Thursday, August 1, 2013

Euclid’s Window by Leonard Mlodinow

From causes which appear similar we expect similar effects. This is the sum of all our experimental conclusions”. Thus spoke Scottish philosopher David Hume. Profound stuff or a prosaic observation depending on your view, but in the domain of Math is it tenable? Where is the cause and where is effect to be observed in Math? It is abstracted as equations and concepts all over - Math is one domain (or discipline) rest of sciences use all the time as a base and in some cases engulfed by it.

This book is very narrowly but well positioned – not a coffee table book but also not meant for an expert in Math either. Surprisingly, it cannot fit into the popular science category since the topics covered are way too deep and one can only simplify so much without losing the main theme.  For example, 5th dimension or ten dimensions is very difficult to articulate in words and even with figures: explaining such concepts is more like climbing a very greasy pole. For sure, author has worked with some of the finest minds and has done a comprehensive job of going through old records to cite stories or episodes to make them more authentic.

Author takes us on a nice tour all the way from Plato to Euclid to Gauss, Newton, Descartes, Einstein, to the latest string theory experts like Witten.

Let me cite some nuggets.

1: The theorem of logic states that, if any false theorem is allowed into logical system, irrespective of what it pertains to, you will be able to prove 1 equals 2. He quotes a legend, where one skeptic asked Bertrand Russell, “If I allow one is equal to two, then prove that you are the pope”. Russell gave a quick response thus: “The Pope and I are two; therefore Pope and I are one”.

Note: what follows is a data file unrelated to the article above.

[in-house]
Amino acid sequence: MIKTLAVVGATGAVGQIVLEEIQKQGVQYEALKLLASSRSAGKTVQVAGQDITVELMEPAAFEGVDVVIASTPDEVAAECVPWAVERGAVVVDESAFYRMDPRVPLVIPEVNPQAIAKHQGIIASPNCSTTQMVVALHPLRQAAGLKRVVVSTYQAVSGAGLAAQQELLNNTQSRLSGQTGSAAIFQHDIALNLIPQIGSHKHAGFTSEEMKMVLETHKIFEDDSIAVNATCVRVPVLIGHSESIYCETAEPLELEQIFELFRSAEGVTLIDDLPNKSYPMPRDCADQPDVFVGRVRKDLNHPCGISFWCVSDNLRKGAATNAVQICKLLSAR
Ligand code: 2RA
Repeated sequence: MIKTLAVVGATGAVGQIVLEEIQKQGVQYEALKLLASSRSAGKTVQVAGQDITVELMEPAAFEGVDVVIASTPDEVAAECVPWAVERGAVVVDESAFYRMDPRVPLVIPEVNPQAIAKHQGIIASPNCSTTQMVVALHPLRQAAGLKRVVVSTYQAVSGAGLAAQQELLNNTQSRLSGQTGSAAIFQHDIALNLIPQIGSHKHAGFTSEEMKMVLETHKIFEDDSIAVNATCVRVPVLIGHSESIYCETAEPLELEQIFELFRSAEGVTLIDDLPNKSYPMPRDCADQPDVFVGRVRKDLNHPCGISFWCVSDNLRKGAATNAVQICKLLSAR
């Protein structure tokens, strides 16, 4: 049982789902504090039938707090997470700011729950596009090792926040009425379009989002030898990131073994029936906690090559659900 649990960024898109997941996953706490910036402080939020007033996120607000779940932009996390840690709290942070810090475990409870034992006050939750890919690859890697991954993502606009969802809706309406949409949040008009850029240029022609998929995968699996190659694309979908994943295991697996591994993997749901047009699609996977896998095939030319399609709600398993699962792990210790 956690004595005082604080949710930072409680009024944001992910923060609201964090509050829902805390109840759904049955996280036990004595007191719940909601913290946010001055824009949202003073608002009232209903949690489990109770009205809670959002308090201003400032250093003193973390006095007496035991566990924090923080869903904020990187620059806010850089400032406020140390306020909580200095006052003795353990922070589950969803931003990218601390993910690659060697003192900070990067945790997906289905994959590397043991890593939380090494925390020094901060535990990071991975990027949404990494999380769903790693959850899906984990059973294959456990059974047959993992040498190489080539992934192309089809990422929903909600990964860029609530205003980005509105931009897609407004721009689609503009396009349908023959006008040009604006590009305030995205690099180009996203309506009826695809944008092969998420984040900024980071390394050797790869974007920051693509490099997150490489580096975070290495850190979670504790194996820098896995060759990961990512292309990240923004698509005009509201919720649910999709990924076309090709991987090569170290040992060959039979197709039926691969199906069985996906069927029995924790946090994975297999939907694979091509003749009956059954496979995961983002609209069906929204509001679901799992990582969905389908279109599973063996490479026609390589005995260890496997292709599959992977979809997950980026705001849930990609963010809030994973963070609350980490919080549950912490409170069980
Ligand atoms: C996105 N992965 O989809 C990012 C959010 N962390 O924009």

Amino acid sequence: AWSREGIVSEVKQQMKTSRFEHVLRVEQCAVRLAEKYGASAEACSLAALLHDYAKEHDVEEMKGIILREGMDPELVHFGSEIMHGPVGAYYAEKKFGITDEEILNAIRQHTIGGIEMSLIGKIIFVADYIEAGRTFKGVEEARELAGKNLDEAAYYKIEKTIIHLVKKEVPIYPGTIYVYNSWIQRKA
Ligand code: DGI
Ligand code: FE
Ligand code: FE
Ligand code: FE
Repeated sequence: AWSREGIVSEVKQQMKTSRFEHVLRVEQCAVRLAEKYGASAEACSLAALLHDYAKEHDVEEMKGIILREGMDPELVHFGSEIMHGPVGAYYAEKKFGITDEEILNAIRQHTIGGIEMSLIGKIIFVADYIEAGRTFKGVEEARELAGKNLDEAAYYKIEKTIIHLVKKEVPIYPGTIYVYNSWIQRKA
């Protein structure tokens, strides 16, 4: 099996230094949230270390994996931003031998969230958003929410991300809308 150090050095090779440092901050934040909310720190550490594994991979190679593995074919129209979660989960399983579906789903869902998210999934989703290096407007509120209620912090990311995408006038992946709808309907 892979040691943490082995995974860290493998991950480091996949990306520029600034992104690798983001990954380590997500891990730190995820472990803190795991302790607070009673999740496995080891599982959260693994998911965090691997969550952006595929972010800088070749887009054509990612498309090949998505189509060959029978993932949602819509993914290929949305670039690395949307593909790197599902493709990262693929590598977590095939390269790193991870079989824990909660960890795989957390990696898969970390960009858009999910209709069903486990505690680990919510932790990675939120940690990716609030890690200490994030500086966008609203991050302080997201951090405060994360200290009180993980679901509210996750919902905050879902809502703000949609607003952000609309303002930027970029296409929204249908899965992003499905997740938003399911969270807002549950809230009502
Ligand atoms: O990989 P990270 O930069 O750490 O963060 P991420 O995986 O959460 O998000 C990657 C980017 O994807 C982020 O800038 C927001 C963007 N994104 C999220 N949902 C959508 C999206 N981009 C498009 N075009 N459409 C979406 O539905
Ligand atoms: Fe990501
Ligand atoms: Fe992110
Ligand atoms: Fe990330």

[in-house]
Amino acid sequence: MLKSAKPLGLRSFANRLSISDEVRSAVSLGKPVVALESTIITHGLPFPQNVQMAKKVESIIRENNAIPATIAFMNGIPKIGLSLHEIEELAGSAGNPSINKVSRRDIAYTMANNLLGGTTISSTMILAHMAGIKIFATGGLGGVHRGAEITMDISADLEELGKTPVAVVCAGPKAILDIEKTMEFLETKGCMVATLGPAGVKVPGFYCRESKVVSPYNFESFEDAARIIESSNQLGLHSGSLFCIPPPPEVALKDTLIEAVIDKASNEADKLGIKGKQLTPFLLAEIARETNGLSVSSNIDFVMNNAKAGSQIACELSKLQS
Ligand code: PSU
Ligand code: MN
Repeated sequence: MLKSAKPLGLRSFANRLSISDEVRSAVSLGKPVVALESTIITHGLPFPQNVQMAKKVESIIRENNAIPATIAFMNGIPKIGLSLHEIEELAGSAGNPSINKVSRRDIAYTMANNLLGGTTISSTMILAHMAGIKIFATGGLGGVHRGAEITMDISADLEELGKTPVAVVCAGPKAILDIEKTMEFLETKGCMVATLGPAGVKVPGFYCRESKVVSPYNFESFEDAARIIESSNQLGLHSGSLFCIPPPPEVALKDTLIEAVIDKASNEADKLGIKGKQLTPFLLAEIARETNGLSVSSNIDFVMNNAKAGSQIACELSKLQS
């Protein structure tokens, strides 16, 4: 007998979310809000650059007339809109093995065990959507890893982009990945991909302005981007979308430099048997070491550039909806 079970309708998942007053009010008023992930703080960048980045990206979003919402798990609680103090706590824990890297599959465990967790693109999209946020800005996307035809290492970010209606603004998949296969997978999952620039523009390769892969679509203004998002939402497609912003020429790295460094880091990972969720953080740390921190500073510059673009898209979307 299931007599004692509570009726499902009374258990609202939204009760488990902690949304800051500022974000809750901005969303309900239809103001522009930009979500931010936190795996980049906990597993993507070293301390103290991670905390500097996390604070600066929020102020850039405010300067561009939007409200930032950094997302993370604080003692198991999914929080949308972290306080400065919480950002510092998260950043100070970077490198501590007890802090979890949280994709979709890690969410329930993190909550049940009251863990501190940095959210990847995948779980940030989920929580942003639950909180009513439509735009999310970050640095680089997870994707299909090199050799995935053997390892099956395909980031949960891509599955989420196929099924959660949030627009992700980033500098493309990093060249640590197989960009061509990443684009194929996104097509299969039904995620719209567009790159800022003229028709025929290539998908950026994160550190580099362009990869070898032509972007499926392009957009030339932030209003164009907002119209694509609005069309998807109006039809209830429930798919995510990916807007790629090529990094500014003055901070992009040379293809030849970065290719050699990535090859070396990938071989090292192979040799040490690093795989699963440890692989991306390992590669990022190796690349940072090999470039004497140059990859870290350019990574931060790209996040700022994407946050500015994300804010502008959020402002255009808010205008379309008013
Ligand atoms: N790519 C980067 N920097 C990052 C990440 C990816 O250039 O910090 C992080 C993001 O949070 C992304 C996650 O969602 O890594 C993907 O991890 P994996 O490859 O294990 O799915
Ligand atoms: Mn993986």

2:  Science in the past was a deadly mix of ancient knowledge, religion, and superstition and hence belief in miracles and astrology are common. Funding of science was based on the ruler’s whim. Frederick II founded University of Naples way back 1224 and for his love science he indulged in some weird experiments – for example, he fed two prisoners the same huge lavish meal. He sent one happy man to bed and another to a grueling hunt. Afterwards, he cut them both open to see who has digested the meal better (couch potatoes will be pleased to learn that it was the man who slept).

3: Story of Rene Descartes was really fascinating. Circa 1618, in the small town of Breda in Holland he a saw a crowd trying to figure out a public notice that had a math challenge - in those days it was common. Descartes considered the problem and remarked offhand that is was easy. His translator, one of the greatest Dutch Mathematician of his time, Isaac Beckman, was irked and called stranger’s bluff challenging him to solve it. Descartes did solve it and they became very good friends. Later, Beckman became his mentor and helped him a lot.

Towards the end the book it deals with string theory that obviously flirts with extra dimensions.  As if it is not complicated enough, it introduces an idea that, at a fundamental level, space and time may not even exist.

What really grabs your attention is the extent to which chance events result in major breakthroughs eventually.

In the end, this book is all about mankind’s quest for truth and concomitant attempts to understand the world – it is through the eyes of some selected set geniuses (surely, far from exhaustive) who experienced the joy of discovery and for the rest of us it is the joy of partial (or for a rare few, full) understanding!

Thanks for reading this far.